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Davis, California

Wednesday, July 24, 2024

Steal this column

Twentieth century philosopher Albert Camus once concluded thatthere is but one truly serious philosophical problem, and that is suicide.

Today, as voters examine some of our state’s more costly propositions, it would appear as if California has come to terms with the futility of its existence and stands only moments away from choking back the barrel of a gun.

Of all the propositions on today’s ballots, it is perhaps Proposition 6 that makes California’s suicidal tendencies most evident. Prop 6, also know as the Safe Neighborhoods Act, seeks to allocate close to $1 billion of state funding in its first year, and over $500 million annually, to correctional programs across California. The measure would also deem any youth over the age of 14 convicted of gang-related felony unfit for juvenile prosecution, forcing them to be tried as an adult. Ultimately, Proposition 6 means more state funding and high incarceration levels for California’s already over-funded and over-crowded prison system.

Examining this proposition should have you asking two questions: How does all of this boil down to California symbolically sucking face with a shotgun? And why should college students care? These two questions conveniently share an answer, and as with most issues in our world, concerned citizens simply need to follow the money in order to find it.

The astronomical amount of state funding that Proposition 6 calls for on a yearly basis would be drawn from what is known as California’s General Fund. Such a drastic increase in correctional spending would require state money to be directed toward the construction of new prison facilities, and reallocated away fromless importantprograms such as K-12 Education, Transportation and Housing, Environmental Protection, and last but not least, California’s public colleges and universities.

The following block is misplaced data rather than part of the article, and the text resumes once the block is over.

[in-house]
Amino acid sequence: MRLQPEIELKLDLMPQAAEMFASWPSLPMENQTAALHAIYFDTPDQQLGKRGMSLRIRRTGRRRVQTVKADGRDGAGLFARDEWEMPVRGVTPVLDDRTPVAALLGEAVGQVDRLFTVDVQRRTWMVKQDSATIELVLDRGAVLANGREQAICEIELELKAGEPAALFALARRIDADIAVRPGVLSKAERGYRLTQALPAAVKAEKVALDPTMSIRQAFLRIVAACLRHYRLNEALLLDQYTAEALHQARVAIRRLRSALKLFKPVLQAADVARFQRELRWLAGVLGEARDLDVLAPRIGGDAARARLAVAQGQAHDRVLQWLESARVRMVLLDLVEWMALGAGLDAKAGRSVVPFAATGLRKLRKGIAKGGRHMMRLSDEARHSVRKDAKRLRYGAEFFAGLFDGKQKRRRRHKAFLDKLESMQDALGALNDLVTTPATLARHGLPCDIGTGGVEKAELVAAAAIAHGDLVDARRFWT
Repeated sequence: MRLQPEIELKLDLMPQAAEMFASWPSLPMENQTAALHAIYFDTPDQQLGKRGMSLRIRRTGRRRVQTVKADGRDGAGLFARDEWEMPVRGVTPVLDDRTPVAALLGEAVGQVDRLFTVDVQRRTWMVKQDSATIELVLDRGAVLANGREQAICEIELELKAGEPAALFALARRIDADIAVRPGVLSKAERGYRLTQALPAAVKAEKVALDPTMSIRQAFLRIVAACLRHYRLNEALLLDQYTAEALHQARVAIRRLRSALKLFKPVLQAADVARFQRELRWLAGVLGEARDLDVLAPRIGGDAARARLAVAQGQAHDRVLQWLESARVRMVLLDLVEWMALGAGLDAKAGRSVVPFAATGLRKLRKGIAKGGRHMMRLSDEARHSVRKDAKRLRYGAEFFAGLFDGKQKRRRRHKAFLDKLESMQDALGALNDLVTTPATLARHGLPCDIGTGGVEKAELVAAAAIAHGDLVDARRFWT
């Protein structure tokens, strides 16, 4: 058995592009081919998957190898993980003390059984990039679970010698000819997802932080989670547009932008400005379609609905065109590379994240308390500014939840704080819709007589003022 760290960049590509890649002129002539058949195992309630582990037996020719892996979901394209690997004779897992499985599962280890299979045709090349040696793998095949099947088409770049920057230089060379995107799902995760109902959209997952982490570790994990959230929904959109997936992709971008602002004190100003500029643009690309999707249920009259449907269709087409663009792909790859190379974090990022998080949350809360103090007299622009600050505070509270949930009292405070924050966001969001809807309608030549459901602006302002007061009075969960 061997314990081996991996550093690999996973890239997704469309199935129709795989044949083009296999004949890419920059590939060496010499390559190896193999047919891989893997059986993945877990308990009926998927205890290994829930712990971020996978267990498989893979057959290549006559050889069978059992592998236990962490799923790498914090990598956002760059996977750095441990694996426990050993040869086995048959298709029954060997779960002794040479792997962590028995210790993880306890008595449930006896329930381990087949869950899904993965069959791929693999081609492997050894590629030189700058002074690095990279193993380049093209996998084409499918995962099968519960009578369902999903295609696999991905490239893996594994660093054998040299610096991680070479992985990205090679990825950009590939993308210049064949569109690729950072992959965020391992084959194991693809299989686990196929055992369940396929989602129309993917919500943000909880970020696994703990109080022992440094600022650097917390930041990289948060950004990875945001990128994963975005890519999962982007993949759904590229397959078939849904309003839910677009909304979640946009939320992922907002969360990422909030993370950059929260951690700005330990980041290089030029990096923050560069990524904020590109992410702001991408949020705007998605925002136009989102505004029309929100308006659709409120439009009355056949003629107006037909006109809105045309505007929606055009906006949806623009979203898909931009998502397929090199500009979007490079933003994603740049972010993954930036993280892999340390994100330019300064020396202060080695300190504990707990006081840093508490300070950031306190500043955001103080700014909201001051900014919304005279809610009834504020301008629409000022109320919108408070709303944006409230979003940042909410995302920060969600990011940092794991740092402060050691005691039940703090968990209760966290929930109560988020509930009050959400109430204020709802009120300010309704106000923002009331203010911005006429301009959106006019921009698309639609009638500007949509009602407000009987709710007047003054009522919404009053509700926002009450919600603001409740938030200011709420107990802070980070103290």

Meanwhile, as voters debate whether or not to toss another billion dollars of state funding into the financial black-hole that is California’s prison system, the University of California is faced with a $33.1 million deficit resulting from mid-year cuts made to the state’s budget. UC Davisshare of this debt will total somewhere around $5 million, resulting in potential staff layoffs and further financial burdens being placed on the student population. Keep in mind that the deficits created by these mid-year cuts come in addition to the $417 million deficit produced by Schwarzenegger’s January budget. Also keep in mind that the total budget deficit currently plaguing the nine UC campuses is less than the annual increase in corrections spending proposed by Proposition 6.

Here lies the cause of California’s self-imposed death sentence corrections are valued higher than education. Instead of allocating $500 million towards increased educational spending to help keep potential criminals in school and off the streets, the state would rather use that money to build new prisons and fill them with the same youths who received the sub-par education that California has to offer. It’s no coincidence that California boasts one of the nation’s highest incarceration rates, while its schools continuously rank as some of the worst in the nation.

Today, as California stands on the brink of economic ruin, measures such as Proposition 6 threaten to be the shot that ends it all, and it is the responsibility of those who enter the voting booth to decide whether or not to pull the trigger.


JAMES NOONAN hopes Californians realize how much they have to live for and vote no on Proposition 6. Contact him at jjnoonan@ucdavis.edu.


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